Published On: October 7, 2021
Reviewed On: February 9, 2022
Updated On: July 5, 2023
Updated on 2/9/2022
Anxiety in teens can be common. According to the National Institute of Mental Health, it’s estimated that close to 32% of teens aged 13-18 will be diagnosed with an anxiety disorder.
It may be a difficult topic to discuss, but avoiding the topic won’t make it go away. Helping an anxious teen understand how to manage their stress can teach them to navigate things they’ll likely face throughout adolescence, and even into adulthood. It’s important to also understand the differences between anxiety and other mental health conditions, like anxiety vs. depression, to diagnose and manage each correctly.
Teen anxiety can be caused by a number of things. Peer pressure, hormonal changes, insecurities about their looks or relationships, or the fear of being different can all cause a young adult to have anxiety.
Teens today are under an incredible amount of pressure. They face more demands, have busier schedules, and deal with more distractions than any generation before them. Add to this the intensified scrutiny on their looks, clothes, body type, social circles, and more — all largely the result of social media influence — and it’s easy to understand that teens and anxiety go hand in hand.
Of course, we can’t forget about all the expectations that are placed on teens today. Many are expected to remain constantly engaged in school, get good grades, participate in sports and other extracurricular activities, and try to get into or do well in college.
So when we talk about anxiety disorder in teens, it’s no surprise that this is a reality for many of our youth today. Anxiety can lead to depression, substance abuse, or in the worst cases, thoughts of self-harm or suicide.
We need to understand the pressures an anxious teen may face today so we can learn how to help them manage their anxiety before it manifests into something even worse.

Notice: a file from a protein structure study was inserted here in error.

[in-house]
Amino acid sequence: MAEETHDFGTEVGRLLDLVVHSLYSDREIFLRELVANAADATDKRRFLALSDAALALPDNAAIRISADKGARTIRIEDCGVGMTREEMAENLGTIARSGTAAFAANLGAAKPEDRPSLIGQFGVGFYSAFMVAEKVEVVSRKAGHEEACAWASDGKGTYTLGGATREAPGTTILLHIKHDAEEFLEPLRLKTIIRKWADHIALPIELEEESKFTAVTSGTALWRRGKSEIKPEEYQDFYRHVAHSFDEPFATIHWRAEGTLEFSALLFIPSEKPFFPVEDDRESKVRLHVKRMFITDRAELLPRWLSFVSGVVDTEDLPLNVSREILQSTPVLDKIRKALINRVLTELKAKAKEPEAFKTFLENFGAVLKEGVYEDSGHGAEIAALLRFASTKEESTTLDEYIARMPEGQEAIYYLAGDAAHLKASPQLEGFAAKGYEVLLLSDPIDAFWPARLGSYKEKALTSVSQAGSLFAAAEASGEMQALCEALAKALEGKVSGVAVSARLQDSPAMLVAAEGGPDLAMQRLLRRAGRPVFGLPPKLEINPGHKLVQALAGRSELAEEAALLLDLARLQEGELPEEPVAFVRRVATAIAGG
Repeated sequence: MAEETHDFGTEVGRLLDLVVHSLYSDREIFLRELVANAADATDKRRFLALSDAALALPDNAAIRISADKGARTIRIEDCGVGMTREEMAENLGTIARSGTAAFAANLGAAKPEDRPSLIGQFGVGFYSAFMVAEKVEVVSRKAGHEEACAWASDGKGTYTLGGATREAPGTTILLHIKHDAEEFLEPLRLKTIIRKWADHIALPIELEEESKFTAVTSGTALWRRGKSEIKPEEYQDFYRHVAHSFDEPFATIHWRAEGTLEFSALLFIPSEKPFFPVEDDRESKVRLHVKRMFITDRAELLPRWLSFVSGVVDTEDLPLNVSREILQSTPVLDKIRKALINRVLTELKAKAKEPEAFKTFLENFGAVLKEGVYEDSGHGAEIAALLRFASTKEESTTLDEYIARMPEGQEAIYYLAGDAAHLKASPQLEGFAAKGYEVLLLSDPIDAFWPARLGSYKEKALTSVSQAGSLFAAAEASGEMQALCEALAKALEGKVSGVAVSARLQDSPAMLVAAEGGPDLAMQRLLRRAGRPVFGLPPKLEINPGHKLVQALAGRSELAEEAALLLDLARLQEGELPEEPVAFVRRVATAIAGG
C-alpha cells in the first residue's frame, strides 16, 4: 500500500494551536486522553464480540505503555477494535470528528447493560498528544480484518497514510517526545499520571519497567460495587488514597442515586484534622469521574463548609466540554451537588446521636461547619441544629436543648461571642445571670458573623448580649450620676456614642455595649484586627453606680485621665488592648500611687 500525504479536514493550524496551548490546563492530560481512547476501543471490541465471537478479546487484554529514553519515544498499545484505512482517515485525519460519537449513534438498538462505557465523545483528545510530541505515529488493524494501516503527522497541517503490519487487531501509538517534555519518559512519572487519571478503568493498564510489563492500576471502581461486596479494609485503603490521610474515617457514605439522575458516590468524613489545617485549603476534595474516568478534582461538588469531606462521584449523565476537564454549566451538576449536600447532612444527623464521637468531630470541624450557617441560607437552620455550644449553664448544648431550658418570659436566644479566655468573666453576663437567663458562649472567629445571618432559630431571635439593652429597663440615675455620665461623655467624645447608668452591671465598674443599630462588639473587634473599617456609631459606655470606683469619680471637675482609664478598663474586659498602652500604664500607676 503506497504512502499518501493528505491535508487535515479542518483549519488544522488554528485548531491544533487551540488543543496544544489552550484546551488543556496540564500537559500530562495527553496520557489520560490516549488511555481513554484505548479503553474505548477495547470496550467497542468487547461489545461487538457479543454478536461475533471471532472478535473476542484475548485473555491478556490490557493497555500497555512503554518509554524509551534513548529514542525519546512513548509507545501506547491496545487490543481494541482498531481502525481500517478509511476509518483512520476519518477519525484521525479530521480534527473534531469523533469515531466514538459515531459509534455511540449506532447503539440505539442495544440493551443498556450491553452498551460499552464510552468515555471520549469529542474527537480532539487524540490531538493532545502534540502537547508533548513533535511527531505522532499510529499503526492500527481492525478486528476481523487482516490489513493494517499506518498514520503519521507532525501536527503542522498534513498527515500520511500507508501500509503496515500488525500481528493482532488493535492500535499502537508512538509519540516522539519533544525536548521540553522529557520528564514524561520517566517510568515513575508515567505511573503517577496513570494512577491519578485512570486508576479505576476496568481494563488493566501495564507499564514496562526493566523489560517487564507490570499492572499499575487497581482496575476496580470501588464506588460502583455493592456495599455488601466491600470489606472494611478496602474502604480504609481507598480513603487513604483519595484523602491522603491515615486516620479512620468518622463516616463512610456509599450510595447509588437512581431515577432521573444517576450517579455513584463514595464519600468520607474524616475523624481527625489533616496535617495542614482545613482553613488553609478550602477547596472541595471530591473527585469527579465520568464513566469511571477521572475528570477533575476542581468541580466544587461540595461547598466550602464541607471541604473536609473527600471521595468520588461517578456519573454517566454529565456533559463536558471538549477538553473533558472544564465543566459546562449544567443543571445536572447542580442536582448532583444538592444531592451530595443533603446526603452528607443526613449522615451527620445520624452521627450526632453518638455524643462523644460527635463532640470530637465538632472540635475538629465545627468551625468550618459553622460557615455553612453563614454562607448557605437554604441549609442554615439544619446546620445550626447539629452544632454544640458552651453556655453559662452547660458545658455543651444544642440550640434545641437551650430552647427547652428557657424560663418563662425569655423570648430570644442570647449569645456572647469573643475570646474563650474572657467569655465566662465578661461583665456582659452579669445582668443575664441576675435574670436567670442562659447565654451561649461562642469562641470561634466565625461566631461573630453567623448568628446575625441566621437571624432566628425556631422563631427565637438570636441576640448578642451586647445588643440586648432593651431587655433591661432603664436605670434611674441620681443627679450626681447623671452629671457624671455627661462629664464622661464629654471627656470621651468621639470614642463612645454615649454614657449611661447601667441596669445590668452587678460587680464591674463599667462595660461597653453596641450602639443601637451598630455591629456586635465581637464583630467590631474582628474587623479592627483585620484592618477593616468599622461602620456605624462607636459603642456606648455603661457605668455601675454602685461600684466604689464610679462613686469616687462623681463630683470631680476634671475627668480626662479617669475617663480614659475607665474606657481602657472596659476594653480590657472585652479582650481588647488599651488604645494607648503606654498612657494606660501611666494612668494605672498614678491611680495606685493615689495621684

“We know that teens who struggle with anxiety or low self esteem can be susceptible to feeling triggered by some content on social media, especially when they compare these “highlight reels” with their own day to day life. Talking with our teens about managing anxiety in healthy ways can be instrumental for their mental health and wellbeing.”
Anxiety is different for teens than it is for younger children or adults. Though the differences can be subtle, they’re key to gaining insight into how to treat anxiety in teens.
They’re generally more anxious about external worries or fears. A younger child’s anxiety may be about monsters, bugs, being afraid of the dark — any of the things that children worry about can cause them to have anxious feelings. However, children may also experience anxiety from trauma and parental worries.
Adults tend to experience anxiety due to a wide range of factors. They typically have anxiety that’s often related to major life responsibilities and stresses — financial pressure, worries about children, and career demands are all common culprits of anxiety for adults.
Unlike the external fears of younger children or the life stressors that adults experience, teen anxiety can often be more about internal stresses. Teens worry about school, sports, grades, what others think of them, their bodies, and more. And the increasing social pressure and expectations that are placed on teens to do well in all areas of their lives can contribute to how severe their anxiety is.
“Anxiety in teens is similar to adults, with it manifesting as excessive worry or fears, though for teens we often see irritability on the surface. Once we dig a little deeper, we discover that irritability or anger can often mask feelings of anxiety.”
Symptoms of anxiety in teens can range. A teen who is diagnosed with an anxiety disorder may feel continuous nervousness, stress, excessive worries or fears, a sense of inner restlessness, or an inclination to be hyper-vigilant.
In addition to these internal anxiety symptoms, teens may experience physical symptoms as well. A teenager with severe anxiety may have anxiety chest pain, stomach pain, headaches, muscle tension, cramps, excessive fatigue, and pain in their back or limbs. They may have physical reactions to their stress, too. Some teenagers will startle easily, tremble, sweat, flush, or hyperventilate due to their anxiety.